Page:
To preserve Florida’s environment, some activists have started pushing an idea that many lawmakers still consider radical: giving natural bodies, like springs and rivers, legal rights.
“This illusion that human good can be achieved at the expense of everything else in the ecosystem, it’s just crumbling before our eyes,” said Margaret Stewart, the director of the Center for Earth Jurisprudence. The Rights of Nature movement seeks to gain legal standing for nature in court, so an advocate could bring a lawsuit in which a lake, for instance, or a forest, was the aggrieved party.
Florida’s Legislature wants to stop those efforts before they can really begin. A bill under discussion this session would ban any such measures at the local level.
The Rights of Nature movement drew attention last year when voters in Toledo, Ohio, approved the Lake Erie Bill of Rights. Even as that case remains tied up in a federal court challenge, groups across the country have proposed similar concepts, including in Orange, Lee, Alachua, Brevard and Osceola counties.
People in Florida can file lawsuits to challenge environmental degradation, but they need to show how they are personally harmed. A person can have standing; a spring cannot. Critics say legislators weakened the current law last year when they approved making unsuccessful challengers in development disputes cover both parties’ legal fees.
Rep. Blaise Ingoglia, a Spring Hill Republican, said he became aware of Rights of Nature when the Florida Democratic Party adopted the policy as part of its official platform. Ingoglia is sponsoring the bill that would prohibit local governments from granting “any legal rights to a plant, an animal, a body of water, or any other part of the natural environment.”
"This will be chaos and will damage our tremendous economy,” Ingoglia told a House committee earlier this month. He warned of litigation costing cities and developers millions of dollars and inflating housing costs.
“There will be no such thing as affordable housing in these areas that have these amendments,” he said.
Ingoglia, a home builder and former chair of the Republican Party of Florida, asked legislators to imagine getting a construction permit and “someone sues you on behalf of the ant hill on the property.”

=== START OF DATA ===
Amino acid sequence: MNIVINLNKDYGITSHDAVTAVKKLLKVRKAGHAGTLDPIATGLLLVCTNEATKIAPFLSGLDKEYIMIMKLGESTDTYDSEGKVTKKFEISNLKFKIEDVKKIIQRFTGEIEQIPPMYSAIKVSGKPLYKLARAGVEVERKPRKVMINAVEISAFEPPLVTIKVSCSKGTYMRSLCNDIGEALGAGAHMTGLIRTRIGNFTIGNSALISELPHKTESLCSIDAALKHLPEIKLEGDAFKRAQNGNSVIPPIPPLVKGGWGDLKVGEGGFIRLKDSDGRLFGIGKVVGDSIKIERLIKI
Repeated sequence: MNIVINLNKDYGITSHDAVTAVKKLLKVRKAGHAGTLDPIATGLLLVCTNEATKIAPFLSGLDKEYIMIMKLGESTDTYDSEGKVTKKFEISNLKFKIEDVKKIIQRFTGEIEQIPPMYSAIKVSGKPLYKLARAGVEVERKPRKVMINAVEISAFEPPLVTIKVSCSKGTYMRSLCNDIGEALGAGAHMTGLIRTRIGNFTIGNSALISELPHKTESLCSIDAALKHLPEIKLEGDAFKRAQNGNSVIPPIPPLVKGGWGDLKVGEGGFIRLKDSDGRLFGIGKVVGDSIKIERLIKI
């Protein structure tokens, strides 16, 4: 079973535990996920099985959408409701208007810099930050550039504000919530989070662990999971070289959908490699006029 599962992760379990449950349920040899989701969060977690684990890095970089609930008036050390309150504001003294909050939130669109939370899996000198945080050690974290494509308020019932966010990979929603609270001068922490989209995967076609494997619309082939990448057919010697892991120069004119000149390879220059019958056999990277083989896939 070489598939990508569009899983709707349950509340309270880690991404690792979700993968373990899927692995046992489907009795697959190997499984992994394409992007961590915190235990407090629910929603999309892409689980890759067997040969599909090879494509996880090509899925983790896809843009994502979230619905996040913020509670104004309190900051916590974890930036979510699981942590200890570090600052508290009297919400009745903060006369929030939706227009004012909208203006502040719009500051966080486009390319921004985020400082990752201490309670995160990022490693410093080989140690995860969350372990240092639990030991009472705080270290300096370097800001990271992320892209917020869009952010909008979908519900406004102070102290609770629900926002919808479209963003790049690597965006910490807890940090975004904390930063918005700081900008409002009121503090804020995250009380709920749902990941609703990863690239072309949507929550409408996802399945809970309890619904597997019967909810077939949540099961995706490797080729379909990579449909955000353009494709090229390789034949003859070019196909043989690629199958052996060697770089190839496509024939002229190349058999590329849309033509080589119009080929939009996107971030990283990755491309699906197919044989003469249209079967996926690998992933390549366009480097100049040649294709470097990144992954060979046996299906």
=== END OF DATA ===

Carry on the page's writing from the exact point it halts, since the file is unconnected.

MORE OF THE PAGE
The representative said he heard rumblings about Rights of Nature from business leaders and that his personal interests had nothing to do with the legislation. Last week, Spring Hill residents opposed the rezoning of some land that could see residential development after being sold to Ingoglia’s company. It was previously slated for parks.
“You don’t need a good reason to fight bad policy other than it’s just bad policy,” Ingoglia said.
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Some Democrats, flouting their own party’s platform, have agreed. Ingoglia’s legislation, the spirit of which is tucked into a bigger committee bill in the Senate, has glided through three House committees by a combined vote total of 39 to 3.
“We were disappointed to see Democratic legislators supporting these terrible bills in committees, though we understand that committees are a strange place for minority parties,” Janelle J. Christensen, president of Democratic Environmental Caucus of Florida, said in a statement. Her group is trying to talk legislators into voting against the bill if it reaches the floor.
“In the United States, it is particularly important since corporations have been granted legal personhood but the lands and waters that we depend upon have not,” Christensen said.
The bill is another example of Republican lawmakers seeking to pre-empt local government action, an approach that opponents say hamstrings municipalities’ ability to implement policies on everything from gun control to transportation.
Ingoglia has advocated passionately for pre-emption.
"We are stopping local cities and counties from doing something that will hurt business, the taxpayers, the tax base,” he told the House Agriculture and Natural Resources Subcommittee on Feb. 4. Under Gov. Ron DeSantis and the current Legislature, he said, Florida is already giving enough interest and funding to environmental preservation.
Rep. Rick Roth, a Loxahatchee Republican, said before voting to support the bill, “We’re having people move to Florida, bringing their businesses, doing great things and protecting the environment at the same time.” He added: “I don’t understand how fruits and vegetables can have standing. Fruits and vegetable growers can, but not fruits and vegetables.”
Backers of Rights of Nature say their opponents rely on hyperbole.
“Everybody tries to take the most insane examples that would never happen in real life, and show why that’s bad,” said Michael Roth, president of Our Santa Fe River, who is pushing for a charter amendment for a bill of rights in Alachua County.
Michael Roth likes to kayak on the Santa Fe River but said he has noticed the quality of water and vegetation diminish. Pollution and overuse are to blame, he said. Last year, his wife came down with a double ear infection after swimming.
To have a chance in court, he said, “the river needs to be able to complain.”
“It’s just saying that natural systems, in this case the Santa Fe River, have an inalienable right to exist and to flourish,” he said. “They don’t have any rights beyond that.”